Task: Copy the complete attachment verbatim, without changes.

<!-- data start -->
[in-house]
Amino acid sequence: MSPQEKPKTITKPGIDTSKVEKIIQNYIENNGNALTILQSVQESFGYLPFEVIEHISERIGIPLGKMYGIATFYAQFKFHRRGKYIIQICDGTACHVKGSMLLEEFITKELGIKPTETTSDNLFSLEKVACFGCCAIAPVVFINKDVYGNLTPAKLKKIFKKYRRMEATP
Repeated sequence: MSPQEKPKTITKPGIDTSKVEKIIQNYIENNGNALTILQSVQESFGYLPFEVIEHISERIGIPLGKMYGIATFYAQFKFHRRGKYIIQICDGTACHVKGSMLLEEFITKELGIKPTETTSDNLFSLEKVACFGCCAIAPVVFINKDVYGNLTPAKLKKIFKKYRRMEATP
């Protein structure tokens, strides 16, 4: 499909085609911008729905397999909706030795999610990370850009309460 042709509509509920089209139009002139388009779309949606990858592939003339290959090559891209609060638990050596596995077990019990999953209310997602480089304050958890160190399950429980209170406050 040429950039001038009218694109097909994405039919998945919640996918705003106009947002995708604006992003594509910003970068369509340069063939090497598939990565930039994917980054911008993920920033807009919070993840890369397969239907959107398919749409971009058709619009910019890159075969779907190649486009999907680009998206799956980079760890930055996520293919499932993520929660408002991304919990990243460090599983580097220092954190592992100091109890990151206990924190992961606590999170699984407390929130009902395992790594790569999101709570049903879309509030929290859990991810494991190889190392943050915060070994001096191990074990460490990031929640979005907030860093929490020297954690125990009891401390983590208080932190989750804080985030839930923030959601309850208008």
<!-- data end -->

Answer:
[in-house]
Amino acid sequence: MSPQEKPKTITKPGIDTSKVEKIIQNYIENNGNALTILQSVQESFGYLPFEVIEHISERIGIPLGKMYGIATFYAQFKFHRRGKYIIQICDGTACHVKGSMLLEEFITKELGIKPTETTSDNLFSLEKVACFGCCAIAPVVFINKDVYGNLTPAKLKKIFKKYRRMEATP
Repeated sequence: MSPQEKPKTITKPGIDTSKVEKIIQNYIENNGNALTILQSVQESFGYLPFEVIEHISERIGIPLGKMYGIATFYAQFKFHRRGKYIIQICDGTACHVKGSMLLEEFITKELGIKPTETTSDNLFSLEKVACFGCCAIAPVVFINKDVYGNLTPAKLKKIFKKYRRMEATP
């Protein structure tokens, strides 16, 4: 499909085609911008729905397999909706030795999610990370850009309460 042709509509509920089209139009002139388009779309949606990858592939003339290959090559891209609060638990050596596995077990019990999953209310997602480089304050958890160190399950429980209170406050 040429950039001038009218694109097909994405039919998945919640996918705003106009947002995708604006992003594509910003970068369509340069063939090497598939990565930039994917980054911008993920920033807009919070993840890369397969239907959107398919749409971009058709619009910019890159075969779907190649486009999907680009998206799956980079760890930055996520293919499932993520929660408002991304919990990243460090599983580097220092954190592992100091109890990151206990924190992961606590999170699984407390929130009902395992790594790569999101709570049903879309509030929290859990991810494991190889190392943050915060070994001096191990074990460490990031929640979005907030860093929490020297954690125990009891401390983590208080932190989750804080985030839930923030959601309850208008």